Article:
Members of the Nashville Area Chamber of Commerce said they are displeased with the Metro Nashville Public Schools (MNPS), so much so the schools might require a dramatic restructuring — at least at the school board level.
Axios reported this week that chamber members might prefer to do away with electing school board members. Instead, local government officials could appoint them.
Stephanie Coleman is the chamber’s chief talent development officer. Coleman did not confirm the accuracy of Axios’ reporting in an email to The Tennessee Star on Wednesday. But she said current MNPS practices do not produce desired outcomes.
“The system, in its current form, is not well-equipped and resourced to address urgent needs of families AND focus on students’ academic performance,” Coleman wrote.
“This is evident in the district’s academic measures which have seen incremental gains and losses over the last several decades but have not shown consistent and steady improvement.”
MNPS District 6 Board Member Fran Bush (pictured above) told The Star on Wednesday that chamber officials’ reported desire to appoint school board members “is absolutely ridiculous.”
“Who says this? Who comes up with this? The reason why the legislators are getting pissed off on the hill is because of the stupid stuff that we are choosing to do down on the local level. For example, when we close our schools for a whole year. We cannot close our schools again during any pandemic. Because it hurt our children,” Bush said.
“And instead of the two largest school districts coming up with some type of smart choices, this is why the laws are being made. Do I agree with all of them? No. But if we continue to make these types of decisions that affect our kids negatively and it creates learning loss and parents not having a voice then this is what you are going to see. School boards all over this district have been a problem, not just here, but across this country. They have made these decisions that have silenced parents. And then parents are pissed off. To me, this is an opportunity for the chamber to try to take some kind of control, and that is not going to happen.”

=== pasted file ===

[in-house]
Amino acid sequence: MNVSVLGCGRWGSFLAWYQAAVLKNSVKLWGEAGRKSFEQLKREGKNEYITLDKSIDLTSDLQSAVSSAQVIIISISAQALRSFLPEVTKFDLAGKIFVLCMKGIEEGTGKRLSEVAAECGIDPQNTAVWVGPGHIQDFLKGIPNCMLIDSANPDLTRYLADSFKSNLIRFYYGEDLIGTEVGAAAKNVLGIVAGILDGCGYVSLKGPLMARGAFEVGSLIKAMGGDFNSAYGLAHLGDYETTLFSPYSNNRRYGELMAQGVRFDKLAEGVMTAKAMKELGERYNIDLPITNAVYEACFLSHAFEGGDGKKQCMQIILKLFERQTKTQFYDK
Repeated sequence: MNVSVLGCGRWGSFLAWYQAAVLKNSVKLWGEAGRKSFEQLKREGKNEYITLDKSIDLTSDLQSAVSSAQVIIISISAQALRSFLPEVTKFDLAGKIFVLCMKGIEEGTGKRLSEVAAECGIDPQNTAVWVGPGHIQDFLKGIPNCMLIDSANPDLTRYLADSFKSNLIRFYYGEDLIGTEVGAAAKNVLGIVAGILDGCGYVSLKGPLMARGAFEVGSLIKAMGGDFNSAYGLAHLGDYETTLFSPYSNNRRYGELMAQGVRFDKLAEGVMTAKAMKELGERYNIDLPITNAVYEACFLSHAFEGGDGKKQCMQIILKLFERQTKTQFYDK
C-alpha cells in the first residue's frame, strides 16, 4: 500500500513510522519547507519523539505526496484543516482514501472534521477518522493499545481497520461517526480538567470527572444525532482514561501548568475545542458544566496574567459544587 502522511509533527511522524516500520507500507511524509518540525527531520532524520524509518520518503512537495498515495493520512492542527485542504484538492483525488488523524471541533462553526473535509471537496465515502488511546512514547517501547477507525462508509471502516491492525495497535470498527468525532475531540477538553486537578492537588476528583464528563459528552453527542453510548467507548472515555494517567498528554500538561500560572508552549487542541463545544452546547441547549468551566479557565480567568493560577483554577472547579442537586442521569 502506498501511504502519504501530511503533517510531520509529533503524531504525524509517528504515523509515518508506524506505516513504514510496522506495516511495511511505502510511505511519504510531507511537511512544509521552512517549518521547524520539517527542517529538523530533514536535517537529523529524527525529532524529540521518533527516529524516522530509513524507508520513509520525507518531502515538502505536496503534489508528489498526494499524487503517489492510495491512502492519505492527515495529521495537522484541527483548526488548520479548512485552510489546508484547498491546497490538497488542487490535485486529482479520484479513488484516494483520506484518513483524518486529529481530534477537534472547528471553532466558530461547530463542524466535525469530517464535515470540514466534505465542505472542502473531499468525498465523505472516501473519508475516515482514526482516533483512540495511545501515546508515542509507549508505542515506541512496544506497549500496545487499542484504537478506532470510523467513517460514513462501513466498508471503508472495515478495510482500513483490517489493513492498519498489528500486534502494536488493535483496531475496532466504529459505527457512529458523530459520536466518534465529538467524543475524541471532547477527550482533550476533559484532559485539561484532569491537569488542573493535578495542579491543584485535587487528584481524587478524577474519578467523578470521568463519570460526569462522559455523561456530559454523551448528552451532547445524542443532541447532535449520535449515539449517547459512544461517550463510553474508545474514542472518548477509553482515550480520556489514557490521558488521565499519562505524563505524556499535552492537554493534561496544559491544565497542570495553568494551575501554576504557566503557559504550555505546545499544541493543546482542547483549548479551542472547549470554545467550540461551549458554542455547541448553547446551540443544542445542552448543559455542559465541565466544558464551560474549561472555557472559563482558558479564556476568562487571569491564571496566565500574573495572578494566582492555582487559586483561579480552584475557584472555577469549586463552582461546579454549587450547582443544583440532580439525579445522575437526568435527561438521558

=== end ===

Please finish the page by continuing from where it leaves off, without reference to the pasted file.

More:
Coleman, however, said chamber officials are seeking the best ways to drive student success.
“Other cities across the country have restructured their governance systems to align roles and responsibilities such that one party is directly responsible for the outcomes of the school system. In many cases, this accountability rests with the mayor,” Coleman said.
“In a school system like MNPS where many students come to school with significant social and economic challenges, increased alignment between MNPS and Metro government could reduce duplication, increase efficiency, and ensure better economies of scale, allowing government services to best meet the needs of Metro Schools. Still, governance change is not a silver bullet. Education improvement is complex, which is why it’s critical to look at a broad range of issues that can impact student outcomes.”
MNPS District 4 Board Member John Little told The Star on Wednesday that he won’t just go along with whatever the chamber wants.
“I think they should put it on the ballot and let us decide,” Little said.
“I just think it should be up to the people. A small group of people should not make decisions for the many.
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Chris Butler is an investigative journalist at The Tennessee Star. Follow Chris on Facebook. Email tips to [email protected]
Photo “Fran Bush” by Fran Bush Facebook. Background Photo “MNPS” by Metro Nashville Public Schools.